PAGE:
Toronto carpenter builds tiny wooden shelters for those experiencing homelessness
TORONTO -- With winter right around the corner, one Toronto carpenter is using his skills to help those who would otherwise be stranded on the streets in frigid temperatures.
Khaleel Seivwright is building and donating tiny, portable homes.
Speaking from the garage he rented to hand-build wooden shelters on wheels, Seivwright told CTV News Channel he wanted to make “something that would be useful for people that are staying outside this winter.”
He isn’t building in the dark -- he knows his tiny shelters work because the first one he constructed was actually for himself.
“I built the first one a few years ago in a community in B.C.,” he said. The wooden home had six windows and a skylight, and he slept in it through temperatures as cold as -15 degrees Celsius.
“It was comfortable,” he said. Then he realized he could use his skills to help others as well.
“It’s just something I already knew how to do.”
Even in a non-pandemic year, winter is a fraught time in Toronto for those experiencing homelessness, with city shelters often at peak capacity, and many left with nowhere to sleep at night except for tents.
Last year, 128 people experiencing homelessness in Toronto died. Fifty-two of them died between October and January, as temperatures grew colder in the city.
It’s an issue that can’t be fixed overnight. But Seivwright is aiming to help as much as he can, one person at a time.
The tiny homes are built using wooden beams, and are insulated with the same material that a regular home would be.
"We’re putting them on caster wheels to make them portable,” he added. The shelters will also have smoke detectors to ensure safety.
The structure, which is big enough to lie down in and sit up in, is designed to stay warm using only a person’s body heat. The new design, with only one small window, has less heat loss than his first tiny home, and Seivwright estimates that it will be able to keep an occupant comfortable in -20 degrees Celsius.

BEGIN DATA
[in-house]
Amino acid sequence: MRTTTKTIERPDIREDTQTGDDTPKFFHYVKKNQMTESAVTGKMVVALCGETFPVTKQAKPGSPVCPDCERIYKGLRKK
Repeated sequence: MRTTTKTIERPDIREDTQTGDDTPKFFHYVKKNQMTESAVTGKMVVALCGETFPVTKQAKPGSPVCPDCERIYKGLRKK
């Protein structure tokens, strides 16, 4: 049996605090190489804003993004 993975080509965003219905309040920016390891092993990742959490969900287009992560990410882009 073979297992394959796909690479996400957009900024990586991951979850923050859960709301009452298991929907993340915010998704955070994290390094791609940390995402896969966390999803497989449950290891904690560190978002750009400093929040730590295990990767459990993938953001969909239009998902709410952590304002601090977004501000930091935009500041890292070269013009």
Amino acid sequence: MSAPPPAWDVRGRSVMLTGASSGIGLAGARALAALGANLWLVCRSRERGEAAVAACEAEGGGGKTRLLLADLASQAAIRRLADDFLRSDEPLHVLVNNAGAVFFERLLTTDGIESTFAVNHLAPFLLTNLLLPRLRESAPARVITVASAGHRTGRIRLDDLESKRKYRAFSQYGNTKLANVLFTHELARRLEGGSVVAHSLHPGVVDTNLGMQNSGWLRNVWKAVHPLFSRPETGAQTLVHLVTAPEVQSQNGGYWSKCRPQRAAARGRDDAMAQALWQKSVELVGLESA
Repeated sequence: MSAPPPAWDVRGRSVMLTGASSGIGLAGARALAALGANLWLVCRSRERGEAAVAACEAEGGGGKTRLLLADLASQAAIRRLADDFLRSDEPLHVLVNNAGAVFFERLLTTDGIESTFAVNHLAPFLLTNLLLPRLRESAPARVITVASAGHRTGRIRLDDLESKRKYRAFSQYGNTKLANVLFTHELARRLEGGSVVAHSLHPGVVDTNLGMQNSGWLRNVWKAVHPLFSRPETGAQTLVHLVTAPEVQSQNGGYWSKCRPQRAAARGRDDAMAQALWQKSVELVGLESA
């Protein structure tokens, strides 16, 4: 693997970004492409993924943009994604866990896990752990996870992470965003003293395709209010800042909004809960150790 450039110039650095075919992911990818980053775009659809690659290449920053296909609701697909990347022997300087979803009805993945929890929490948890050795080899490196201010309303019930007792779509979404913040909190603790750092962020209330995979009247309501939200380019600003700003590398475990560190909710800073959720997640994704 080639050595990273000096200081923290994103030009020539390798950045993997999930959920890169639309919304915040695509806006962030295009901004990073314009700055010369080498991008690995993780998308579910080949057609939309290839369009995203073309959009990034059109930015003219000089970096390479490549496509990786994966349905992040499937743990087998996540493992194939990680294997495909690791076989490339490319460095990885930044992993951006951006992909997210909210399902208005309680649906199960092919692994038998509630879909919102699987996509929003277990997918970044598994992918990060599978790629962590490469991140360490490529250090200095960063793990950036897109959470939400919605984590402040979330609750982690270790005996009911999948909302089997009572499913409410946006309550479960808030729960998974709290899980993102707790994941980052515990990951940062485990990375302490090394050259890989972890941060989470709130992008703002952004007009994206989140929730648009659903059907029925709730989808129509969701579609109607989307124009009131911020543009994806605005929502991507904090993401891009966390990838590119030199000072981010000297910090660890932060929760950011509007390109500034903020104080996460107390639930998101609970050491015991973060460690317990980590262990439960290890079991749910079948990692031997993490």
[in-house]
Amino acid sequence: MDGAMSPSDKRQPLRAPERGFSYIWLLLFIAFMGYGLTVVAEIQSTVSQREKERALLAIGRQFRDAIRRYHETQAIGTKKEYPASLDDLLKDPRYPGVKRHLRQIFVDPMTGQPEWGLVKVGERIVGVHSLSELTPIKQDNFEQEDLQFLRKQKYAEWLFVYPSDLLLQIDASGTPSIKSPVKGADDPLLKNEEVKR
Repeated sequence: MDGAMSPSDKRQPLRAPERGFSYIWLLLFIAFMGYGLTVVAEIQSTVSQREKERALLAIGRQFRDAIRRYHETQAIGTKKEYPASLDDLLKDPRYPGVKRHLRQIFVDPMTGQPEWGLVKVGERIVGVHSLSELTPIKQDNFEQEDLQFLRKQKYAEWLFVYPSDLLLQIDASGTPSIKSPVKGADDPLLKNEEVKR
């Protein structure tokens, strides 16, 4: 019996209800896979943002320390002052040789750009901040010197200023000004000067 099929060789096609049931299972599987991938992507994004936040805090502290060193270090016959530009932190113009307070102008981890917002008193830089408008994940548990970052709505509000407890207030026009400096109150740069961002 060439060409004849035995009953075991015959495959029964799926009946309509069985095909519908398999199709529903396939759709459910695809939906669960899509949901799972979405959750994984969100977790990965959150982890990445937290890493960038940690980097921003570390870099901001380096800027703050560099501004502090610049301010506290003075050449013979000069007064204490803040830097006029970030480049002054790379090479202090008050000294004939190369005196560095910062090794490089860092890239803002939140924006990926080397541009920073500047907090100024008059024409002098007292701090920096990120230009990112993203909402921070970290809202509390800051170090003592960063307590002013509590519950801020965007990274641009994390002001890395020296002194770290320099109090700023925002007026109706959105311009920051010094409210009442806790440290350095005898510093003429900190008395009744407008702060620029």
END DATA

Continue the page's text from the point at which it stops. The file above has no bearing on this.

The shelters do come at a cost -- around $1,000 per tiny home. Seivwright said the cost of wood is much higher than it normally is due to COVID-19 shortages and difficulties with transportation, and then there’s the other building materials, such as the insulation and the wheels to worry about.
But although it sounds daunting, the project has already received tons of support. A GoFundMe set up for the “Toronto Tiny Shelters” has raised more than $88,000 as of Thursday night.
Through updates on the GoFundMe, Seivwright documented the process of building the first of the donated shelters.
“This shelter was delivered today to a man named Ritchie,” he wrote in an October 18 update. A few days later, he posted a picture of a man standing beside the shelter outside. “He says he’s doing good,” the update stated.
The recipients of the shelters — two have been built and delivered so far, according to the GoFundMe — have been found by Seivwright himself.
“The process that I’ve been using is just going around and talking to people that are staying in tents and just seeing how they’re doing, and what their plans are for the winter, and then asking if they could use one of these shelters,” he explained.
With the support through the GoFundMe, he says they are going to be moving into a warehouse soon to build more. And already, he’s had not only donations of money and materials, but time — other volunteers have come on board to help him build these tiny homes.
“We’re going to get a larger space to store material and get more volunteers involved to continue building,” he said.
It’s unclear if Seivwright’s shelters could come into conflict with any bylaws or zoning regulations. CTVNews.ca reached out to the City of Toronto for comment, but did not receive a response by publication time.
The City of Toronto runs 75 shelter or respite sites. In an October 14 release on their pandemic plan for people experiencing homelessness, they said they are currently distributing more than 100,000 pieces of PPE to the homelessness sector for staff to use and that they’ve opened 40 temporary facilities since March in order to help with physical distancing in the shelter system.
In a statement, city spokesperson Alex Burke said the structures are not permitted, and that camping in any structure in a Toronto park is not permitted.
Instead, he said the city is focused on ensuring that people be housed indoors, with the city’s shelter system offering 6,800 spaces.
“Our winter plan presented to Council this week will provide approximately 560 additional spaces. The City will also activate spaces at four warming centres and increase community outreach during extreme cold weather alerts,” Burke said.
Seivwright says the city hasn’t said anything to him about his shelters. But the recipients of the tiny homes have.
“So far they have been [happy],” he said.